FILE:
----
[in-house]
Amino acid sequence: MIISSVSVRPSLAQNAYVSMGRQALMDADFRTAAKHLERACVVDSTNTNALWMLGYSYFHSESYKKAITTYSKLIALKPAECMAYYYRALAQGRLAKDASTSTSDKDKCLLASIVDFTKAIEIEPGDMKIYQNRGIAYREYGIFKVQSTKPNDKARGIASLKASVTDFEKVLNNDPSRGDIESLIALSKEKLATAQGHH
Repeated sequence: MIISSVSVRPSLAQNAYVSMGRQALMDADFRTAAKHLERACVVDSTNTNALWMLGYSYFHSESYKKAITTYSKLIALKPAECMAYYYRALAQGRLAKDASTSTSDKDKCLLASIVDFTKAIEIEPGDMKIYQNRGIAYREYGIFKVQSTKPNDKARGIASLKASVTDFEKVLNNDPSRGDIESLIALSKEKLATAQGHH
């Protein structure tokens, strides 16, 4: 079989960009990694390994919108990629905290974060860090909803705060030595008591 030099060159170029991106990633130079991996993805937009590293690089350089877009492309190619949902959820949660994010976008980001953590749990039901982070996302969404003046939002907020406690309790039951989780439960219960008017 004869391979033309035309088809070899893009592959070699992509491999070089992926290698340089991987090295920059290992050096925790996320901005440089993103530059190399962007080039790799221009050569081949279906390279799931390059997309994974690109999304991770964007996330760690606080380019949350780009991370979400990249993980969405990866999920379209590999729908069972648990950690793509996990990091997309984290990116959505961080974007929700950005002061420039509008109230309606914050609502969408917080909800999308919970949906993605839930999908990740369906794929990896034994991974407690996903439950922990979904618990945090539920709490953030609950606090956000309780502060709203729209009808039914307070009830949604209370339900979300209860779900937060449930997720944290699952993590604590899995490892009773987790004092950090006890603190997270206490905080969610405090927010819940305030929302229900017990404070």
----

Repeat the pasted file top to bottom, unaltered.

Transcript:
[in-house]
Amino acid sequence: MIISSVSVRPSLAQNAYVSMGRQALMDADFRTAAKHLERACVVDSTNTNALWMLGYSYFHSESYKKAITTYSKLIALKPAECMAYYYRALAQGRLAKDASTSTSDKDKCLLASIVDFTKAIEIEPGDMKIYQNRGIAYREYGIFKVQSTKPNDKARGIASLKASVTDFEKVLNNDPSRGDIESLIALSKEKLATAQGHH
Repeated sequence: MIISSVSVRPSLAQNAYVSMGRQALMDADFRTAAKHLERACVVDSTNTNALWMLGYSYFHSESYKKAITTYSKLIALKPAECMAYYYRALAQGRLAKDASTSTSDKDKCLLASIVDFTKAIEIEPGDMKIYQNRGIAYREYGIFKVQSTKPNDKARGIASLKASVTDFEKVLNNDPSRGDIESLIALSKEKLATAQGHH
């Protein structure tokens, strides 16, 4: 079989960009990694390994919108990629905290974060860090909803705060030595008591 030099060159170029991106990633130079991996993805937009590293690089350089877009492309190619949902959820949660994010976008980001953590749990039901982070996302969404003046939002907020406690309790039951989780439960219960008017 004869391979033309035309088809070899893009592959070699992509491999070089992926290698340089991987090295920059290992050096925790996320901005440089993103530059190399962007080039790799221009050569081949279906390279799931390059997309994974690109999304991770964007996330760690606080380019949350780009991370979400990249993980969405990866999920379209590999729908069972648990950690793509996990990091997309984290990116959505961080974007929700950005002061420039509008109230309606914050609502969408917080909800999308919970949906993605839930999908990740369906794929990896034994991974407690996903439950922990979904618990945090539920709490953030609950606090956000309780502060709203729209009808039914307070009830949604209370339900979300209860779900937060449930997720944290699952993590604590899995490892009773987790004092950090006890603190997270206490905080969610405090927010819940305030929302229900017990404070």